The Internet of Things is when all kinds of objects are connected to the Internet: your car, fridge, washing machine, light bulbs, etc. And now, rubbish bins. Hume Council, north of Melbourne, may soon fit solar-powered bins that can crush rubbish and use wifi to notify workers when they’re about 85% full. The BigBelly Solar bins are already used across parts of Europe and in some areas of New South Wales, Western Australia and Tasmania. But they aren’t cheap, with a bin costing $5,000 or $149 a month over five years.
In its 5th year »Living bits and things 2015« is all about delivering the value of the IoT to the market. Primarily focused to business applications it addresses the most relevant challenges in Smart Healthcare and Wellbeing, Smart cities and Industrial applications. Traditionally the event gives attendees insights and understanding of the central and east Europe (CEE) region and opportunity to share and discuss the challenges with professionals and experts. Security and privacy are today considered as the issues which need special attention and together
Among its many other cultural and economic assets, Google is accumulating a rather comprehensive record of what is troubling us, from asking the search engine to diagnose our disease symptoms to whether we will ever find true love. It seems only natural, then, to turn to Google to decrypt the latest piece of technical jargon, “the internet of things”. It is a term that internet users have been peppering the search engine with questions about. But what does it mean for real life? We’ve taken the most commonly asked questions about the internet of things, and answered them using a real human being.
The age of internet ubiquity has arrived. Middle East businesses and governments are realizing how IoT is opening up a world of real opportunities and rapidly transforming our ecosystem. IoTX explores how internet of things can enable the creation of smart cities, smart government and smart businesses. IoTX 2015 conference will bring together decision makers from across the MENA region to outline opportunities for collaboration to create a smart environments and integrated ecosystems.
In the film Transcendence, the lead actress Rebecca Hall suggests that “intelligent machines will soon allow us to conquer our most intractable challenges”. In the film, the human brain is uploaded to a collection of distributed computers. The collective thus created can learn far more quickly than would be possible among humans. The question as to whether machines can learn to think independently has occupied scientists and the corporate world for decades. The first formal considerations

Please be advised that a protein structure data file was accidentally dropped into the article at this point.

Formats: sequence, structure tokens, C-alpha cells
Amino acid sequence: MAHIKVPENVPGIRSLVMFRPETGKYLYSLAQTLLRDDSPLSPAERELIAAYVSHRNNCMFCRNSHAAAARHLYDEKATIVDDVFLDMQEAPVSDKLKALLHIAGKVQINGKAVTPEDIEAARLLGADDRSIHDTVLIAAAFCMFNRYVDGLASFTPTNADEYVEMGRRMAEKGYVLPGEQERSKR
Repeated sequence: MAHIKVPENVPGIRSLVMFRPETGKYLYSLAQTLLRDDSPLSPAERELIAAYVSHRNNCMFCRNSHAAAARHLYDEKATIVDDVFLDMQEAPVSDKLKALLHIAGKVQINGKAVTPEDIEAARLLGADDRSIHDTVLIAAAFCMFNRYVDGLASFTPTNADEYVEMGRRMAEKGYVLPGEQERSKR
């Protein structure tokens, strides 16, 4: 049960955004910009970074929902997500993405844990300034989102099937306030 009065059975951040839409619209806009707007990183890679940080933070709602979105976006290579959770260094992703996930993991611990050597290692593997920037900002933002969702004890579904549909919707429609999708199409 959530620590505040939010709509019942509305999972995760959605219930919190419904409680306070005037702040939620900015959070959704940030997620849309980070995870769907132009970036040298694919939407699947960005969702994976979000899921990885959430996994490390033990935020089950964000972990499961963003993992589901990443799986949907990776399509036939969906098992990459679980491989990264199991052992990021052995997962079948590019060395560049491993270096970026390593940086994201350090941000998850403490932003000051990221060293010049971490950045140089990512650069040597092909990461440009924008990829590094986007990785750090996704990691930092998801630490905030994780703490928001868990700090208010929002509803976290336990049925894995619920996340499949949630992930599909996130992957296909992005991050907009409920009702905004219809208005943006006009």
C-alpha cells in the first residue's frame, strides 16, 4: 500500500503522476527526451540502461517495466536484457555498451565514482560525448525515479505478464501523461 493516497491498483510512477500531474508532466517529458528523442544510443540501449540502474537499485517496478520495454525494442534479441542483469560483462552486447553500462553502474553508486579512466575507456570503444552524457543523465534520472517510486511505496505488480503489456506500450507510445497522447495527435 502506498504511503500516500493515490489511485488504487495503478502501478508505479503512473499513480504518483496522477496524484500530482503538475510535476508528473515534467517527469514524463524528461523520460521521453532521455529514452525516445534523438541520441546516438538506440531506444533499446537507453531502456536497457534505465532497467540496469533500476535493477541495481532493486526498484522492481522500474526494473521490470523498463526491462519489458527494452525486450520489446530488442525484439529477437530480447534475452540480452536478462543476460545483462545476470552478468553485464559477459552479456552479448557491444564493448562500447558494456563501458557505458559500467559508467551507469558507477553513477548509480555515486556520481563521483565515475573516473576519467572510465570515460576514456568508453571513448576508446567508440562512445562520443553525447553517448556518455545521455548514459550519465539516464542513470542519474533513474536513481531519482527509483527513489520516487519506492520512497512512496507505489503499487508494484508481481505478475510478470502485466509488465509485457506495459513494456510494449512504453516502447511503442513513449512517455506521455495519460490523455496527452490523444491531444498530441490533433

Today’s supply chains form the arteries and veins that keep global trade alive, connecting a largely borderless, always-on world economy.
New innovations offer disruptive possibilities for the future of global trade. It’s easy to hypothesize that Star Trek-style teleportation, drones, 3-D printing, and space logistics, will change trading.
But the biggest shift to the supply chain will see it digitally connected and becoming part of the Internet of Things.
The rapid advancement and ubiquitous penetration of mobile network, web based information creation and sharing, and software defined networking technology have been enabling sensing, predicting and controlling of physical world with information technology. Every business process can be empowered, and therefore, various industries redesign their business models and processes along Internet of Things (IoT) paradigm.
Micro-enterprises are not new, but their current pace of growth, economic footprint and business models are unlike their predecessors’. This second wave of micro-business is powered by new technologies that democratise production, distribution, marketing and financial transactions. It includes micro- manufacturers, entrepreneurs enabled by online and offline platforms, and micro-businesses that are both networked and socially-funded. This wave is gaining momentum. A recent Intuit study predicted that by 2020,
Everything will eventually be interconnected online — at least, that's the dream. Dubbed the Internet of Things, turning dumb devices like thermostats and lights into “smart” objects offer a new level of convenience for consumers. But it can also lead to problems. After the last couple of weeks, however, consumers are probably wondering just how intelligent these new gadgets are. A spate of outages in smart home and related devices virtually shut down everything from door locks, garage doors, Internet phones, lights, and security systems.
WASHINGTON — An explosion in the number of devices that needed Internet protocol addresses as part of the "Internet of Things" has created a slower Internet for some users and a series of website problems, online pioneer Vint Cerf said Monday. Cerf, a founder of the Internet and chief Internet evangelist for Google, told an audience at the National Press Club that the world needs more Internet addresses. "The next wave of stuff is the Internet of Things," Cerf said. "Every appliance you can possibly imagine